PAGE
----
On my first thru-hike of the JMT, back in 2009, one thought occurred to me again and again: more people should do this hike. I know that many consider the beaten path between Happy Isles and the summit of Mount Whitney to be far too crowded, but I’m not one of them. That’s not to say I wouldn’t like to walk the entire 211 miles without seeing another soul – I would! I just take a wider perspective.
Here is how I see it: those of us who love the outdoors in general, and the Sierra Nevada in particular, need allies – lots and lots of allies. We need private sector and governmental decision-makers who understand what a treasure the Range of Light is, and why it needs to be protected. We need teachers, coaches, clergy, and celebrities – leaders who others look up to, and who influence and persuade – who have spent a night at treeline, who have had a memorable wildlife encounter, and who have felt the sense of accomplishment of finishing a thru-hike. Most of all, we need voters who have a direct connection to the wilderness we all love.
If there is a better place on earth to do all that than the John Muir Trail, I don’t know where it is.
But won’t we love it to death? Don’t misunderstand me; I am not for unlimited access. I support the wilderness permit system. I do believe, however, that there is nothing wrong with having substantially more hikers on the JMT than you might find in other parts of the Sierra. I’m not saying that there isn’t a cost; I just believe it’s a price worth paying.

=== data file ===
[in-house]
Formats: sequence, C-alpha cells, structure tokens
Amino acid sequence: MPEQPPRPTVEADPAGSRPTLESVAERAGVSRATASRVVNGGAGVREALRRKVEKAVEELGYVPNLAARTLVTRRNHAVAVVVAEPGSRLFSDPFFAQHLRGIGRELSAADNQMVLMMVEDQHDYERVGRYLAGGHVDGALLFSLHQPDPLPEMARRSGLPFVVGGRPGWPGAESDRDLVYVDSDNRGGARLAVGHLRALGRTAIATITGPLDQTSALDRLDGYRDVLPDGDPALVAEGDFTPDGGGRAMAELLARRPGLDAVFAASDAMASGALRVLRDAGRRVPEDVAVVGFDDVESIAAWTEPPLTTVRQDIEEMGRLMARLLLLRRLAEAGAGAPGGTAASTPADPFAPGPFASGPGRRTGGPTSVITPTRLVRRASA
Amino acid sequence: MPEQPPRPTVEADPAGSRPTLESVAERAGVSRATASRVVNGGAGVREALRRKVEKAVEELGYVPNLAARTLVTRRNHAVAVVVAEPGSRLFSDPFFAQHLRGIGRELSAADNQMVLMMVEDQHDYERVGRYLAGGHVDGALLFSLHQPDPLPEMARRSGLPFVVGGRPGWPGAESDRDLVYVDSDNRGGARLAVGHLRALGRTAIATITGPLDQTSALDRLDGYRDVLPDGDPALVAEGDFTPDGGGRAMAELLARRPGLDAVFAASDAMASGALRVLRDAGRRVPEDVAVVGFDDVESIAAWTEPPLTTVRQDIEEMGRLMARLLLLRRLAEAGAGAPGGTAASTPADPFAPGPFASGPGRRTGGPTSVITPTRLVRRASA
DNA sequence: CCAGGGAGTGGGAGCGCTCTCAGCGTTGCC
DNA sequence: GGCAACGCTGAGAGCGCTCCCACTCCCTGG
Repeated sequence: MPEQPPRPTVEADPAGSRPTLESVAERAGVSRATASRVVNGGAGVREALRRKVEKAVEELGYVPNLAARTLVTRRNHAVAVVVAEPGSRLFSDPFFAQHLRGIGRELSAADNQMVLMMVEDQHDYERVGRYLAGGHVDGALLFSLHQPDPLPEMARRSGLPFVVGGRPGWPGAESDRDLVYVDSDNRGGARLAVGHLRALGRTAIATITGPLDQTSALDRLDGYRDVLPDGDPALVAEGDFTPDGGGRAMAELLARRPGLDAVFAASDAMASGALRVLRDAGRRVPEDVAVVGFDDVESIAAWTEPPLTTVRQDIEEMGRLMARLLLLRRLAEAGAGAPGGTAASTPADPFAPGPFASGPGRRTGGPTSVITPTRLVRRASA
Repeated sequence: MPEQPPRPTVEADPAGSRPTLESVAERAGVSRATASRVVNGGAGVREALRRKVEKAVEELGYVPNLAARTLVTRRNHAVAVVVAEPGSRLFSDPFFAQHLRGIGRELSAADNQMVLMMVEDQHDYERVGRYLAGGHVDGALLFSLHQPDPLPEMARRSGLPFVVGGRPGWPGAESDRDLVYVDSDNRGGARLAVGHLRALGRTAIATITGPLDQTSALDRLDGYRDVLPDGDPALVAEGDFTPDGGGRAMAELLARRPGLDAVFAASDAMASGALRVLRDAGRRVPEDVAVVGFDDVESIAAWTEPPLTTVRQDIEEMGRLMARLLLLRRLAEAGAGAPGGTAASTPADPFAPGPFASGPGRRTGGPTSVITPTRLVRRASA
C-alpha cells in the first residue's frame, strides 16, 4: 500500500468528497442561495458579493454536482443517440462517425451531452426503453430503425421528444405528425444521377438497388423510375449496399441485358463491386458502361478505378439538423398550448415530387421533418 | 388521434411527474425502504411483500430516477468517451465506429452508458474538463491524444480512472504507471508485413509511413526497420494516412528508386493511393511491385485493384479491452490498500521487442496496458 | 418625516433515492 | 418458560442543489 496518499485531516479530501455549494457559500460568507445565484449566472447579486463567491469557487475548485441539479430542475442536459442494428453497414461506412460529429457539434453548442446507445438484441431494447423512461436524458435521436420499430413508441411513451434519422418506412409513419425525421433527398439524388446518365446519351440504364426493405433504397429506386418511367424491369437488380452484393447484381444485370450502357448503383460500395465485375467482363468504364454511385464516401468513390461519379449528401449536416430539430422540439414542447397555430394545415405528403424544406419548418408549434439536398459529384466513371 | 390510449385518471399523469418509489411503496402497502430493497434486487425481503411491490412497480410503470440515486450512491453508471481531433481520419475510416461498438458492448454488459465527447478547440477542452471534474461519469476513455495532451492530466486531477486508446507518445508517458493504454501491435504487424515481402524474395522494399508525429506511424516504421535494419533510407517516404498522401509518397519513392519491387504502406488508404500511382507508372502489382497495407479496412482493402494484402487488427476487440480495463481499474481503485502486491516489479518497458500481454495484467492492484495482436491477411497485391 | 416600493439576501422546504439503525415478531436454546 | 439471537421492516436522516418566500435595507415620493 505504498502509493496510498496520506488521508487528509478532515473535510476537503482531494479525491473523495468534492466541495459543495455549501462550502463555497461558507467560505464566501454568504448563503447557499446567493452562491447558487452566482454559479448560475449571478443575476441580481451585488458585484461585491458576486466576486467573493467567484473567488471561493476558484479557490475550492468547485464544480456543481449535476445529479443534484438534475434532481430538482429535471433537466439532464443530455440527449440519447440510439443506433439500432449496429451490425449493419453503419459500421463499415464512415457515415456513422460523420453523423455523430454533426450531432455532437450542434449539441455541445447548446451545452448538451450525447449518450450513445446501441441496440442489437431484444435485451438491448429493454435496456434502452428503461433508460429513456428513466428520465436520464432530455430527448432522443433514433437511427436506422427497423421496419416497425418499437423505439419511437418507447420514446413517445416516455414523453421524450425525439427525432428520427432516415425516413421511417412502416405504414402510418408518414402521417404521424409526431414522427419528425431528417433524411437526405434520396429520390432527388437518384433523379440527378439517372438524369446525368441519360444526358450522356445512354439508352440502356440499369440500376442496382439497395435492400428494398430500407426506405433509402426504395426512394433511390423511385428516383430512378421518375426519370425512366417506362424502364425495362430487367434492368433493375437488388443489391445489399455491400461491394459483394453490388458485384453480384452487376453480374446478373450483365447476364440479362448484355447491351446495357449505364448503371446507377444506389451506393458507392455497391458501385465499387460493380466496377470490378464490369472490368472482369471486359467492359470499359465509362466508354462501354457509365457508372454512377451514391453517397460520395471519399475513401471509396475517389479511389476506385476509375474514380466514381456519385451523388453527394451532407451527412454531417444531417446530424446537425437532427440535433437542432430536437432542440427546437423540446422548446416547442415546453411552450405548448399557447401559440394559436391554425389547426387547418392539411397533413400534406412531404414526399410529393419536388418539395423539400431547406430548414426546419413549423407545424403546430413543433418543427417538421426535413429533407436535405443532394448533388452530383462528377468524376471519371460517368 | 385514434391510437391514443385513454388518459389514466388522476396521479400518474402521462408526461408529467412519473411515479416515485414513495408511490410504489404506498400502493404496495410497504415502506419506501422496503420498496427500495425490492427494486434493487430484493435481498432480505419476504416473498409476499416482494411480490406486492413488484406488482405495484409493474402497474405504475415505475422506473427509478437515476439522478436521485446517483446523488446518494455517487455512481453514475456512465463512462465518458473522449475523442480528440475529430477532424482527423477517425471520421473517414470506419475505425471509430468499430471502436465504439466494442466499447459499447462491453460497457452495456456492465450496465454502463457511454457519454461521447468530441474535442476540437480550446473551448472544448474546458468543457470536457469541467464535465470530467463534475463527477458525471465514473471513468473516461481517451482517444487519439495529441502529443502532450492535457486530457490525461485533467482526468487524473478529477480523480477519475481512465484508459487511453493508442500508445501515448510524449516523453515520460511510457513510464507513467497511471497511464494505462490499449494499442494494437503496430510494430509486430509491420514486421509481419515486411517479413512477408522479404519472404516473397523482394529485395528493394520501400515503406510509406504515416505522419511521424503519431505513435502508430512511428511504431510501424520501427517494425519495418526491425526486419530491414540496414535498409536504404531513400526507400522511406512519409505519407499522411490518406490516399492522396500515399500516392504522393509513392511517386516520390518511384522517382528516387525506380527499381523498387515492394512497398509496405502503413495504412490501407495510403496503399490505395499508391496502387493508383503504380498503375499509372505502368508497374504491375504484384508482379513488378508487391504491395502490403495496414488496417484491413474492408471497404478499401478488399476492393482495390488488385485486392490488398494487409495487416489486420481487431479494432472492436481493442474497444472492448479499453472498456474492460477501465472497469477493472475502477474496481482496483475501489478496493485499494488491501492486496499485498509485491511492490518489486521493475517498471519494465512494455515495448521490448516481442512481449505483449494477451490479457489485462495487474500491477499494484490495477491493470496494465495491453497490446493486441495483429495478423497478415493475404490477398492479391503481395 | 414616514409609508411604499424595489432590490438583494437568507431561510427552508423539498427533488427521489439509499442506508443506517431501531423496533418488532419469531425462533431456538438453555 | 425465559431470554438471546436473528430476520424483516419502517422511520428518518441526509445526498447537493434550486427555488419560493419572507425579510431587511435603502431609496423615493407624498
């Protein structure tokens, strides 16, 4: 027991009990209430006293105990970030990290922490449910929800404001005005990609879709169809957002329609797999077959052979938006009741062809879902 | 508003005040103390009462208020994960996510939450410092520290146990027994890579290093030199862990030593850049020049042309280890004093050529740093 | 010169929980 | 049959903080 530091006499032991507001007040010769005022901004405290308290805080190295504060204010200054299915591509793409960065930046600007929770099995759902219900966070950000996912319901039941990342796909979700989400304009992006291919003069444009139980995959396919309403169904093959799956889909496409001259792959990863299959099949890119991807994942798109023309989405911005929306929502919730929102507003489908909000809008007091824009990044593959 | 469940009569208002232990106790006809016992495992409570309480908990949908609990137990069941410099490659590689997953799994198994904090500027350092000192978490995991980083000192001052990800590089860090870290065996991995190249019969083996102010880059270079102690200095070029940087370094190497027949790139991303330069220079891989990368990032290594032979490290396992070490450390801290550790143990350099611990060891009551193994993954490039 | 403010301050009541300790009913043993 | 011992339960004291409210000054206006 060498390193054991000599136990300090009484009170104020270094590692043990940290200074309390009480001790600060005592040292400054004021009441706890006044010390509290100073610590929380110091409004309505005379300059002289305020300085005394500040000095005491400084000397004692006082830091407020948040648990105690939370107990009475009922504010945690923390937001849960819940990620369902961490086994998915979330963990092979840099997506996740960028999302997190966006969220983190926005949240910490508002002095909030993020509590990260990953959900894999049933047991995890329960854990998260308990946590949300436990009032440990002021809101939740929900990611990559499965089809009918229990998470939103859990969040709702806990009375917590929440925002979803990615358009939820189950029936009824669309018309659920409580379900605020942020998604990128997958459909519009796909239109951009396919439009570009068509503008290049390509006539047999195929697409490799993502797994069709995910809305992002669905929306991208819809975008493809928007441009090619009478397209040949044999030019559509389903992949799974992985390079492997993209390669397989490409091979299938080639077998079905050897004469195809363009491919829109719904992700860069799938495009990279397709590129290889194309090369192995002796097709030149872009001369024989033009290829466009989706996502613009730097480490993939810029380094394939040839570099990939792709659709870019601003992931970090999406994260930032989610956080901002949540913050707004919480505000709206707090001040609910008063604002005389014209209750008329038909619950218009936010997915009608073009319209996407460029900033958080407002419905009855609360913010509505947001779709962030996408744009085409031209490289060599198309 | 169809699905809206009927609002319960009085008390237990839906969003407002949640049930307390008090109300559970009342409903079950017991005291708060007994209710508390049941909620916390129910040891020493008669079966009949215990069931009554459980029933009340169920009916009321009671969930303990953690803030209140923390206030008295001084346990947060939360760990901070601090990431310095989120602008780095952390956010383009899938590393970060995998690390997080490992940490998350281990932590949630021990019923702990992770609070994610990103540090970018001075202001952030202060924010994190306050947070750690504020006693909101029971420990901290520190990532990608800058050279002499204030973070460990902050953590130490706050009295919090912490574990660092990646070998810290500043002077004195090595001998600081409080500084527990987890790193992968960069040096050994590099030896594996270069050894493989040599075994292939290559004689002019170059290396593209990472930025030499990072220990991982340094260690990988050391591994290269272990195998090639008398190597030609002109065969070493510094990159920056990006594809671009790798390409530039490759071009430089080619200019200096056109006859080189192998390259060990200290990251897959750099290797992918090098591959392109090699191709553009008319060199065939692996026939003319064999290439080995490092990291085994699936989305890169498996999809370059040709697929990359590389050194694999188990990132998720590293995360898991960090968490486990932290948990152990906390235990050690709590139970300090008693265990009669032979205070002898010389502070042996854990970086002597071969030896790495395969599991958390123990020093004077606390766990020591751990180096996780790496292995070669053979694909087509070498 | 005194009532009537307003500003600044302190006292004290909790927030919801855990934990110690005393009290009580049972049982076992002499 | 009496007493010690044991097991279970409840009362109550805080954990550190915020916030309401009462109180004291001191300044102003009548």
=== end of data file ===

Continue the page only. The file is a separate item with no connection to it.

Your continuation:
It was never my intent to write a John Muir Trail book aimed at expert backpackers. I have little-to-nothing to teach those hikers, and lots to learn from them. I do have a knack for planning, though, and the ability to put myself in the shoes of someone who has never tackled something as complex as a multi-week (for most people) hike. Planning Your Thru-Hike of the John Muir Trail was always aimed at those who, after exiting at Whitney Portal, may never spend another night in the wilderness.
The second edition is substantially expanded, and still aimed at the relative novice. I’m particularly proud of the wilderness permit section, which has been expanded ten-fold (and will probably have to be substantially revised within a year).
The format – it is strictly an ebook – takes advantage of the simple fact that megabytes are cheap. If I were ever to take this to a publishing house, the first thing they would tell me is to take seventy-five or more of the photos out, and they could not be color. Instead, there is a photo on almost every page. A good planning guide should not only tell you what you need to do, it should motivate you by showing the rewards for wading through the preparations.
I’m about to retire, which means I’ll no longer need business cards. But, I may have some printed anyway. If I do, here is my new title:
Raymond E. Rippel, Chief Evangelist, John Muir Trail
If this book gets a few more decision-makers, leaders, and voters into the woods, I will have succeeded.
Good hiking, Ray